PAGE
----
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Coriander: Love it or Hate it?

April 1, 2015

pestocoApart from their flavour, most herbs are extremely nutrient rich but we don’t eat enough of them to get the full benefit. We tend to use them as a garnish or a flavouring agent rather than vegetables in their own right.

Coriander is one of the most nutrient dense herbs on the ANDI Scale, which stands for Aggregate Nutrient Density Index. Created by Dr. Joel Fuhrman, ANDI ranks a food’s nutrient density on a scale from 1 to 1000. The ANDI scores are calculated by evaluating an extensive range of micronutrients, including vitamins, minerals, phytochemicals and antioxidant capacities, and by dividing the nutrient level of a food by its caloric content.

For context, kale scores 1000 while lemonade scores 1.

The top 5 herbs on the scale are:

1. Basil – 518

2. Coriander – 481

3. Spearmint – 457

4. Tarragon – 426

5. Oregano – 426

Interestingly, parsley comes in at number 7; and at number 3, spearmint beats peppermint which just scrapes in at number 10. So the Italians have it right, making pesto a culinary health food by using basil and olive oil and pinenuts, all yummy and nutritious whole foods!

But have you ever made pesto using another herb? Pesto works beautifully with rocket or tarragon or even oregano, but my most favourite pesto is made from coriander.

Coriander can have a polarising effect on people; you either love it or hate it.  Different people may perceive the taste of coriander leaves differently. Those who like it – love its fragrant  fresh flavour – while those who dislike it – HATE it – and have a powerful aversion to its taste and smell. Research strongly suggests a genetic component to the preference. There are two genetic variants linked to perception of coriander, the most common of which is a gene involved in sensing smells. The gene, OR6A2, encodes a receptor that is highly sensitive to aldehyde chemicals. Most of the pungency in coriander is formed by these aldehydes which explains why carriers of this gene are sensitive to the aldehydes and can’t tolerate the flavour. Similar aldehyde molecules are found in soap and bugs, which explains the connection!

Also known as cilantro or Chinese parsley, all parts of the coriander plant are edible, including the fresh leaves, roots and the dried seeds. It is used widely in Indian, Thai and Mexican cuisine, although, having done multiple cooking classes in Thailand, I found it rarely used, the Thais favouring a distant cousin, sawtooth herb or stinkweed instead.

Coriander leaves spoil quickly and heat diminishes the flavour as does drying or freezing. The roots have a slightly different, more intense flavour and succulent clean roots are treated like gold in our house – they are hard to find! Dried coriander seeds have a lemony citrus flavour when crushed, and can be described as warm, nutty, spicy, and orange-flavoured. I use them in Indian cooking, chutneys and baking.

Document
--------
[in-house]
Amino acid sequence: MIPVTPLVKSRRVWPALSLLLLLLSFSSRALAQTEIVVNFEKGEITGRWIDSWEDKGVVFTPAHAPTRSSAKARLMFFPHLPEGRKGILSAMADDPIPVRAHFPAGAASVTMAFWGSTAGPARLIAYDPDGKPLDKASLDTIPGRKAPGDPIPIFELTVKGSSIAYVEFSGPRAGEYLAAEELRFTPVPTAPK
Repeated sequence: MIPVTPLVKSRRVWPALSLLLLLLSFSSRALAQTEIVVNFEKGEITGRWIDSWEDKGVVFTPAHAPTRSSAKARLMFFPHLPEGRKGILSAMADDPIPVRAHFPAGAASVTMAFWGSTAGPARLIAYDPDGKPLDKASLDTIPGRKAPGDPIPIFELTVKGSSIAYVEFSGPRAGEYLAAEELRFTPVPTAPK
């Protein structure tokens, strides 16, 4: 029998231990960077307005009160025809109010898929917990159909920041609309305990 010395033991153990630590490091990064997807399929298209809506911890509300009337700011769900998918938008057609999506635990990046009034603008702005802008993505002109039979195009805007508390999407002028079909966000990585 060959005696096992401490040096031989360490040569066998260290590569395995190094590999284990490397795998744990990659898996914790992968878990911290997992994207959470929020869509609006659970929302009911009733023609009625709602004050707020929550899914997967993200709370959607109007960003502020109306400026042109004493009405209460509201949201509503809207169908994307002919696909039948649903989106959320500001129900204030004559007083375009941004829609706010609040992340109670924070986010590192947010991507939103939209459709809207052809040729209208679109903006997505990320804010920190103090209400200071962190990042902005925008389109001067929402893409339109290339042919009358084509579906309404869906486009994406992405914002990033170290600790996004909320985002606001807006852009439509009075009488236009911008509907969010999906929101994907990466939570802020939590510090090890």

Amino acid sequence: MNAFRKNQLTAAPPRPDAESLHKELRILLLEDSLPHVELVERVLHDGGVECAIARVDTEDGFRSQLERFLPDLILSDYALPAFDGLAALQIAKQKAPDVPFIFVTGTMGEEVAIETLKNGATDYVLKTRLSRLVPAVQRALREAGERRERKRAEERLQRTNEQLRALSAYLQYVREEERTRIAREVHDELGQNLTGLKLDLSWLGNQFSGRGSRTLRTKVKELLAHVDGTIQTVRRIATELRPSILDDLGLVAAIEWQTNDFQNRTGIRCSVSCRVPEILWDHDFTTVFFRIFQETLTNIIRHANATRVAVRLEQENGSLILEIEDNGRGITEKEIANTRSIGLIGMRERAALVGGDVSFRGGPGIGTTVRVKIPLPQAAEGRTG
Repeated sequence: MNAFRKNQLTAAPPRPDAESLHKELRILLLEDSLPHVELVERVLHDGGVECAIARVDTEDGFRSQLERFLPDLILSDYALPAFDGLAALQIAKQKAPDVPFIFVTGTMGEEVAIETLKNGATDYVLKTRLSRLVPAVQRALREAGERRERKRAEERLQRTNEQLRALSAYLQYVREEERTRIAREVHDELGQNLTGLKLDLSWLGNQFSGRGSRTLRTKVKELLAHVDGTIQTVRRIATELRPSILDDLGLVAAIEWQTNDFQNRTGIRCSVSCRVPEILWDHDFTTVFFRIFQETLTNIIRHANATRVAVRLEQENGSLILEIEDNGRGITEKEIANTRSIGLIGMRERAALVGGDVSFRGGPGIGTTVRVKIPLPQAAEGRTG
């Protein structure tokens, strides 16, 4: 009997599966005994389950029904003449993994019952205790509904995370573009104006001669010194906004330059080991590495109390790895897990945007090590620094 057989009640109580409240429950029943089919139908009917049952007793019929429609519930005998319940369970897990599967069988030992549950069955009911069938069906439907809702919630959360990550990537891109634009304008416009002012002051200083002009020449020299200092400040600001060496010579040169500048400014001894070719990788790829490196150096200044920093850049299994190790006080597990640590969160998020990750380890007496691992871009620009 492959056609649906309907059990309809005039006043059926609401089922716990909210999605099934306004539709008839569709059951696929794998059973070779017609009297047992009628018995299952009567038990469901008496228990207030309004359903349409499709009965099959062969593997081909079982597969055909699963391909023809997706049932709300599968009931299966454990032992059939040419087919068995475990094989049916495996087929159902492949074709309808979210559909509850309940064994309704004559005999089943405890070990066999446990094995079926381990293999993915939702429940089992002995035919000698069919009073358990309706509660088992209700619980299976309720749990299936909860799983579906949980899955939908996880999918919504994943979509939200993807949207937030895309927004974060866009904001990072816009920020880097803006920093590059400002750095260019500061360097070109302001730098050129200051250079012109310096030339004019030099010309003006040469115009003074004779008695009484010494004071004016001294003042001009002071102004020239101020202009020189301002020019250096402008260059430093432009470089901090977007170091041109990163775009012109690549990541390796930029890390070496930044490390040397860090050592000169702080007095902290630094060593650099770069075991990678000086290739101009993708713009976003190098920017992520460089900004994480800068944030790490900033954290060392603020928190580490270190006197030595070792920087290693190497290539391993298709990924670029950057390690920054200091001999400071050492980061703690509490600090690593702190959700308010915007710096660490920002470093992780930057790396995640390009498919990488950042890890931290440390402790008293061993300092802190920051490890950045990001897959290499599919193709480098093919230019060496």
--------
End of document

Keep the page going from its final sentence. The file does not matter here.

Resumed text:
Fresh coriander is full of healing phytonutrients and anti-oxidants. Its leaves and seeds contain various essential oils that makes this herb useful in traditional medicines. It is antiseptic, analgesic, aphrodisiac, helps with digestion, fungicidal and a natural stimulant.

The leaves are a very good source of vitamins A, C & K and provide a high amount of calcium and potassium. The seeds provide significant amounts of dietary fibre, calcium, selenium, iron, magnesium and manganese.

When juiced and consumed regularly, coriander can help stimulate the secretion of insulin, thereby lowering blood sugar. Studies also show that coriander can improve cholesterol profiles by reducing LDL and increasing HDL levels. I have also read that coriander is one of the very few herbs that is used as a heavy metal detox agent, to detoxify mercury, aluminium and lead among others. Hmmm… interesting.. all the more reason to eat coriander!

I have used macadamias and some Thai flavours for interest, and whilst this recipe is dairy free, substitute the nutritional yeast for a little parmesan if you prefer. The yeast flakes add the umami that parmesan would normally offer. I like to keep this pesto quite chunky if I am serving it as a dip. Otherwise I make it a bit smoother if I am tossing it through zucchini noodles or pasta. It is great added to coleslaw or diluted in a salad dressing for an Asian bent.

1 big bunch coriander
1 strip lemon zest
1 clove garlic
140g macadamias or brazil nuts
½ green chilli (or more to taste)
1 tab nutritional yeast
Juice of ½ lemon
50g macadamia oil
Big pinch sugar
1 tab fish sauce to taste

Grind the lemon rind on SP 9 for 10 seconds. Add the rest of the ingredients and blitz on SP 6 for 10 – 15 seconds (or until desired consistency) Check for seasoning and serve.

2 Comments leave one →
  1. April 10, 2015 9:51 am

    The coriander dip pesto thing is DELICIOUSIOSO!!!!!!

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